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Blast from the past

The new space vehicle to replace the ageing space shuttles may be retro rather than avant-garde, reports RALPH VARTABEDIAN.

The good-read way to learn


Vital scent

ESCADA#8217;S Sentiment pour Homme is refreshing and gentle yet #8220;daring#8221;. The combination of unusual ingredients, green accords and musky, woody notes gives it a tender masculine scent.

Whatever makes the US grate

DBC Pierre#8217;s first novel is a blistering satire of the United States through the eyes of a 15-year-old boy. The British author talks to JASPER REES.

Harmony in water treaty

Scientists and policy-makers have warned that scarcity of water could trigger war between nations, but the latest report by the United Nations shows that historically water agreements had brought peace and suggests ways to ease future conflict.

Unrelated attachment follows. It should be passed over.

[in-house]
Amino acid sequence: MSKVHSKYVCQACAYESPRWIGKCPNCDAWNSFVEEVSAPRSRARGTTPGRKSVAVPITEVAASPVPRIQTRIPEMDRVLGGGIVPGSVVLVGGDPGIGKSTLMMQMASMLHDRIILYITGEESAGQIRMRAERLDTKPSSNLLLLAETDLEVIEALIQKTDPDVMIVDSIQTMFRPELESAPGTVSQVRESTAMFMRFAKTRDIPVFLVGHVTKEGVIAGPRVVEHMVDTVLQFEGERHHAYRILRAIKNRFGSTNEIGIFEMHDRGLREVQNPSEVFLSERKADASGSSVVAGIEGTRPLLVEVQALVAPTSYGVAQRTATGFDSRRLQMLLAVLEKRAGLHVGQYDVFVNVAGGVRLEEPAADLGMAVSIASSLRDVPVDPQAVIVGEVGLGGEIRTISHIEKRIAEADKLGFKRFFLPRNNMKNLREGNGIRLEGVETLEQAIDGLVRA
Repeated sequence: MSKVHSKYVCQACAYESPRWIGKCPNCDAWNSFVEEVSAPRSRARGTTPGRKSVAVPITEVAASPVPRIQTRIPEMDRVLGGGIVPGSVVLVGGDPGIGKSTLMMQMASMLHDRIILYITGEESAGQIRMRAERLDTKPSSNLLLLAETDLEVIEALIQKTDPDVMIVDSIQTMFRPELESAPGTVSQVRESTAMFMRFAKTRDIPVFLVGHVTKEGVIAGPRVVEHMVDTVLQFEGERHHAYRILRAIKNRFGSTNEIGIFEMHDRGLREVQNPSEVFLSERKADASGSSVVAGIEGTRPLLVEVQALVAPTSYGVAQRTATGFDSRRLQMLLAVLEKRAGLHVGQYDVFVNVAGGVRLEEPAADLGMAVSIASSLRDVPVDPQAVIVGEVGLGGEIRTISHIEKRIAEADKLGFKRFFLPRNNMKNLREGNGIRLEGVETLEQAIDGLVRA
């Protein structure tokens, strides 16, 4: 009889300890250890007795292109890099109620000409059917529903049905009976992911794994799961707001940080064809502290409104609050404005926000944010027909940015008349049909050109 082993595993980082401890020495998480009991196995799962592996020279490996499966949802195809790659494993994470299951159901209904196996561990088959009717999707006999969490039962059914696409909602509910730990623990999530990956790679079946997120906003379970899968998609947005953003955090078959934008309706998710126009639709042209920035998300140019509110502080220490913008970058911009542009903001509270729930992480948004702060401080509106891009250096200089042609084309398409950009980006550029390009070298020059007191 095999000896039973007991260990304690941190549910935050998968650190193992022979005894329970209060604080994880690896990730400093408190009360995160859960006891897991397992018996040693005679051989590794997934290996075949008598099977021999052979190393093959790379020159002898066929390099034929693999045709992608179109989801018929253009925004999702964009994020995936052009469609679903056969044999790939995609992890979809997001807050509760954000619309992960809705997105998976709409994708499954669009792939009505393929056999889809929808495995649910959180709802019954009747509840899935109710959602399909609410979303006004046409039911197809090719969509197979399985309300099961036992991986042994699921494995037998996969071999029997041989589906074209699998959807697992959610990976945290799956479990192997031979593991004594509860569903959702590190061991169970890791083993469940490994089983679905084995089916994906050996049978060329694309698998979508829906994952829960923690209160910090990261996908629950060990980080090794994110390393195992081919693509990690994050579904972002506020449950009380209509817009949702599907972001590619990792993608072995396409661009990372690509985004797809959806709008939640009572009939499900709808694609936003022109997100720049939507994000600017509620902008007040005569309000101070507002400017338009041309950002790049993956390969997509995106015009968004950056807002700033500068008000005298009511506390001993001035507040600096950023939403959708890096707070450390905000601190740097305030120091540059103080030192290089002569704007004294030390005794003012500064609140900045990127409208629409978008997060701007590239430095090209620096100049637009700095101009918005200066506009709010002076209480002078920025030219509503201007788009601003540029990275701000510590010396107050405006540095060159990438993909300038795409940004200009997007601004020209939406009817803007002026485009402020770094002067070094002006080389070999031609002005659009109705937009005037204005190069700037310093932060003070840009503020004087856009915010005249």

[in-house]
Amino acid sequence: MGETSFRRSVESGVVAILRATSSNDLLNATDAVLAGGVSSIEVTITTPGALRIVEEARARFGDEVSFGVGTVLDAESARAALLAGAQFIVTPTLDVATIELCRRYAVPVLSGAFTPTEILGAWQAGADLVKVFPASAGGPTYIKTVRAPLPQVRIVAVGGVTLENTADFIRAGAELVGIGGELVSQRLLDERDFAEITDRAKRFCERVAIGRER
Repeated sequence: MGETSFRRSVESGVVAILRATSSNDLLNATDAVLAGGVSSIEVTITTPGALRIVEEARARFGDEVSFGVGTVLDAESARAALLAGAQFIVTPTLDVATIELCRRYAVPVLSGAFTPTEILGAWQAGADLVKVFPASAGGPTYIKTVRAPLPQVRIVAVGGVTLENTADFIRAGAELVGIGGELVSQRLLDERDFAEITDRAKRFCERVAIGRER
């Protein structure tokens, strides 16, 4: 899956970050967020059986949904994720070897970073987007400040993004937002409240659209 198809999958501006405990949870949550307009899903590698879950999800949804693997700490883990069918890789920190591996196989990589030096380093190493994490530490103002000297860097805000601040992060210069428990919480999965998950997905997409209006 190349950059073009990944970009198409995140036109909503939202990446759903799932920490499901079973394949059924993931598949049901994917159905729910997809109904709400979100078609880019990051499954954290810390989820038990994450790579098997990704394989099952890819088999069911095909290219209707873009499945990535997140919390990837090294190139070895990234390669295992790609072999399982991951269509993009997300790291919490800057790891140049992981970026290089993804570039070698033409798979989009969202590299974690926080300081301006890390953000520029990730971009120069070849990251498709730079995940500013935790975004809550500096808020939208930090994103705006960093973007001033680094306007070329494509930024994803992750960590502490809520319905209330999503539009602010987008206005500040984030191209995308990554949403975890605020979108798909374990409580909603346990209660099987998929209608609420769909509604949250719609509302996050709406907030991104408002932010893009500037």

The king's astronomer

King Charles II of England, like his French contemporary King Louis XIV, was a patron of the sciences. In 1675, Charles II broke new ground by appointing an #8220;Astronomical observatory#8221; (a title later changed to Astronomer Royal) to take charge of the newly constructed Greenwich Observatory, east of London.

Spelling out inconsistent names

Is it #8220;Melaka #8221; or #8220;Malacca #8221;,#8220;Penang #8221; or #8220;Pinang #8221;?A lively exchange addressing this conundrum is going on via an Internetdiscussion list. While no direct answers have been offered,there are eye-opening suggestions,writes AGATHA MATAYUN.

Bringing the world to American classrooms

The Americans#8217; knowledge of the world, or rather the lack of it, is well documented and is surprising, given that the US is considered the #8220;melting pot#8221; of the world#8217;s peoples.